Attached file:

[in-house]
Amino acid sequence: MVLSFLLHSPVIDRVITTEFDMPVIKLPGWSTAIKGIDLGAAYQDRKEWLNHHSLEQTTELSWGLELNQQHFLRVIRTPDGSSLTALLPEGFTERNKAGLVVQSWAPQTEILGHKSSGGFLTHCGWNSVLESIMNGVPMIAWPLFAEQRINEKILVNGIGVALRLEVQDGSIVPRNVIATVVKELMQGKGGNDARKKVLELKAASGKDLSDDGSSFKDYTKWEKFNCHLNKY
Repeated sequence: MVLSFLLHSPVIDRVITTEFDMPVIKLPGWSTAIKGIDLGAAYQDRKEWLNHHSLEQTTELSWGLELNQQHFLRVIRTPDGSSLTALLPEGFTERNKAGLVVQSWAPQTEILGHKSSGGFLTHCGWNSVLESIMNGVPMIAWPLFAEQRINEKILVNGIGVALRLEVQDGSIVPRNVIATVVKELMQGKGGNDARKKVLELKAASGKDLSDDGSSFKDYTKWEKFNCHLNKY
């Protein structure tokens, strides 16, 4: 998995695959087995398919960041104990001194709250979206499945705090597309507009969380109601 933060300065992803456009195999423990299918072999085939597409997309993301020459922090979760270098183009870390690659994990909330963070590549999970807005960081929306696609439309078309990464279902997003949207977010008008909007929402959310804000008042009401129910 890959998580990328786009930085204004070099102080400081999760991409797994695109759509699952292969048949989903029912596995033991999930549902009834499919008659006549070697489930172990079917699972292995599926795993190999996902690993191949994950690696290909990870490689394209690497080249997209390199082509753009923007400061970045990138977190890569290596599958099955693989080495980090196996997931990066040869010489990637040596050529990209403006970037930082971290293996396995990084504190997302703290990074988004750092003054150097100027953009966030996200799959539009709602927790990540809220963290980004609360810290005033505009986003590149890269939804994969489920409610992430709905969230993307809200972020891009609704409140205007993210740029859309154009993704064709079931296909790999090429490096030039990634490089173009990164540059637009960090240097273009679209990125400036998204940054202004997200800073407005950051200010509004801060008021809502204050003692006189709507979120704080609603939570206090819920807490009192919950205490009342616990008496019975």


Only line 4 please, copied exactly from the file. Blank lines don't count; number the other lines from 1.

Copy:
């Protein structure tokens, strides 16, 4: 998995695959087995398919960041104990001194709250979206499945705090597309507009969380109601 933060300065992803456009195999423990299918072999085939597409997309993301020459922090979760270098183009870390690659994990909330963070590549999970807005960081929306696609439309078309990464279902997003949207977010008008909007929402959310804000008042009401129910 890959998580990328786009930085204004070099102080400081999760991409797994695109759509699952292969048949989903029912596995033991999930549902009834499919008659006549070697489930172990079917699972292995599926795993190999996902690993191949994950690696290909990870490689394209690497080249997209390199082509753009923007400061970045990138977190890569290596599958099955693989080495980090196996997931990066040869010489990637040596050529990209403006970037930082971290293996396995990084504190997302703290990074988004750092003054150097100027953009966030996200799959539009709602927790990540809220963290980004609360810290005033505009986003590149890269939804994969489920409610992430709905969230993307809200972020891009609704409140205007993210740029859309154009993704064709079931296909790999090429490096030039990634490089173009990164540059637009960090240097273009679209990125400036998204940054202004997200800073407005950051200010509004801060008021809502204050003692006189709507979120704080609603939570206090819920807490009192919950205490009342616990008496019975």